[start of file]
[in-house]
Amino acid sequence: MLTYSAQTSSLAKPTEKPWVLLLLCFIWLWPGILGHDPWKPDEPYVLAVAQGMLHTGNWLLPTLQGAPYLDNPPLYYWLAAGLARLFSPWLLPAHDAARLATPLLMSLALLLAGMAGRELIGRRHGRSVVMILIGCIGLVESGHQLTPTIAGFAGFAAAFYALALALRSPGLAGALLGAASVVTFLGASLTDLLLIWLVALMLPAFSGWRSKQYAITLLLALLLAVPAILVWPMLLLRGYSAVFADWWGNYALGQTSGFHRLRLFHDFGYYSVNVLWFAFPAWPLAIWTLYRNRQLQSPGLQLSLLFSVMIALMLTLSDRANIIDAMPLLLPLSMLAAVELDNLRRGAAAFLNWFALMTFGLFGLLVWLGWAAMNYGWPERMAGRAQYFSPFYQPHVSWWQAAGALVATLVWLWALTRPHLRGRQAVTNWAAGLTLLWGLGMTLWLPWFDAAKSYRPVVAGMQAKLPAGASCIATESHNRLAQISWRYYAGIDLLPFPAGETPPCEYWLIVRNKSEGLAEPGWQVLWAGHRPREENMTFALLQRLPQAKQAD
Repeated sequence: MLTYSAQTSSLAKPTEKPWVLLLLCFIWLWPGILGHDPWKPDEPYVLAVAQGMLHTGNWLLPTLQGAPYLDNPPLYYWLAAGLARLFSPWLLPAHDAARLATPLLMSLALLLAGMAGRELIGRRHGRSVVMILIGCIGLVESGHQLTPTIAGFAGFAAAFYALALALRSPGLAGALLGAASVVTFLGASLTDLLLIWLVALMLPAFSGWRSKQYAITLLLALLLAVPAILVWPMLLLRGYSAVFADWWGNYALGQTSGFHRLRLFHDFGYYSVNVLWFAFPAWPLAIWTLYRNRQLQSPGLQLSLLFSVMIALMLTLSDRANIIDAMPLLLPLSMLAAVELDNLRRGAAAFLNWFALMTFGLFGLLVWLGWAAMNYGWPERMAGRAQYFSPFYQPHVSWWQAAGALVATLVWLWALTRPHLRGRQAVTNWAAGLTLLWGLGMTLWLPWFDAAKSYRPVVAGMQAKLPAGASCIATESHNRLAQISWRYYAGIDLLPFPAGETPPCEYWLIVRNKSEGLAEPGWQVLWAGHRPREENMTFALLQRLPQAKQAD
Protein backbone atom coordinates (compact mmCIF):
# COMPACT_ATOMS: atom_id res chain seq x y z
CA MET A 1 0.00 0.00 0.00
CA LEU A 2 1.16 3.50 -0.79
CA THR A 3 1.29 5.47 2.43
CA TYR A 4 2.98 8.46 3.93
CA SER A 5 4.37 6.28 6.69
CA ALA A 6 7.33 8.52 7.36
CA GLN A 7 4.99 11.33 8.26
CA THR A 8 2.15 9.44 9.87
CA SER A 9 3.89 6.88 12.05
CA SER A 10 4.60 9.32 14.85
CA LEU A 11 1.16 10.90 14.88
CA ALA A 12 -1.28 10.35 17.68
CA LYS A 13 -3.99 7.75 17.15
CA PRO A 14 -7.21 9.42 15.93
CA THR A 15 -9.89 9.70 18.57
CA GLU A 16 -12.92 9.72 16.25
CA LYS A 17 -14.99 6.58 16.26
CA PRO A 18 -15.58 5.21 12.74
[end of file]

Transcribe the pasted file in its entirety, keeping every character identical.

[in-house]
Amino acid sequence: MLTYSAQTSSLAKPTEKPWVLLLLCFIWLWPGILGHDPWKPDEPYVLAVAQGMLHTGNWLLPTLQGAPYLDNPPLYYWLAAGLARLFSPWLLPAHDAARLATPLLMSLALLLAGMAGRELIGRRHGRSVVMILIGCIGLVESGHQLTPTIAGFAGFAAAFYALALALRSPGLAGALLGAASVVTFLGASLTDLLLIWLVALMLPAFSGWRSKQYAITLLLALLLAVPAILVWPMLLLRGYSAVFADWWGNYALGQTSGFHRLRLFHDFGYYSVNVLWFAFPAWPLAIWTLYRNRQLQSPGLQLSLLFSVMIALMLTLSDRANIIDAMPLLLPLSMLAAVELDNLRRGAAAFLNWFALMTFGLFGLLVWLGWAAMNYGWPERMAGRAQYFSPFYQPHVSWWQAAGALVATLVWLWALTRPHLRGRQAVTNWAAGLTLLWGLGMTLWLPWFDAAKSYRPVVAGMQAKLPAGASCIATESHNRLAQISWRYYAGIDLLPFPAGETPPCEYWLIVRNKSEGLAEPGWQVLWAGHRPREENMTFALLQRLPQAKQAD
Repeated sequence: MLTYSAQTSSLAKPTEKPWVLLLLCFIWLWPGILGHDPWKPDEPYVLAVAQGMLHTGNWLLPTLQGAPYLDNPPLYYWLAAGLARLFSPWLLPAHDAARLATPLLMSLALLLAGMAGRELIGRRHGRSVVMILIGCIGLVESGHQLTPTIAGFAGFAAAFYALALALRSPGLAGALLGAASVVTFLGASLTDLLLIWLVALMLPAFSGWRSKQYAITLLLALLLAVPAILVWPMLLLRGYSAVFADWWGNYALGQTSGFHRLRLFHDFGYYSVNVLWFAFPAWPLAIWTLYRNRQLQSPGLQLSLLFSVMIALMLTLSDRANIIDAMPLLLPLSMLAAVELDNLRRGAAAFLNWFALMTFGLFGLLVWLGWAAMNYGWPERMAGRAQYFSPFYQPHVSWWQAAGALVATLVWLWALTRPHLRGRQAVTNWAAGLTLLWGLGMTLWLPWFDAAKSYRPVVAGMQAKLPAGASCIATESHNRLAQISWRYYAGIDLLPFPAGETPPCEYWLIVRNKSEGLAEPGWQVLWAGHRPREENMTFALLQRLPQAKQAD
Protein backbone atom coordinates (compact mmCIF):
# COMPACT_ATOMS: atom_id res chain seq x y z
CA MET A 1 0.00 0.00 0.00
CA LEU A 2 1.16 3.50 -0.79
CA THR A 3 1.29 5.47 2.43
CA TYR A 4 2.98 8.46 3.93
CA SER A 5 4.37 6.28 6.69
CA ALA A 6 7.33 8.52 7.36
CA GLN A 7 4.99 11.33 8.26
CA THR A 8 2.15 9.44 9.87
CA SER A 9 3.89 6.88 12.05
CA SER A 10 4.60 9.32 14.85
CA LEU A 11 1.16 10.90 14.88
CA ALA A 12 -1.28 10.35 17.68
CA LYS A 13 -3.99 7.75 17.15
CA PRO A 14 -7.21 9.42 15.93
CA THR A 15 -9.89 9.70 18.57
CA GLU A 16 -12.92 9.72 16.25
CA LYS A 17 -14.99 6.58 16.26
CA PRO A 18 -15.58 5.21 12.74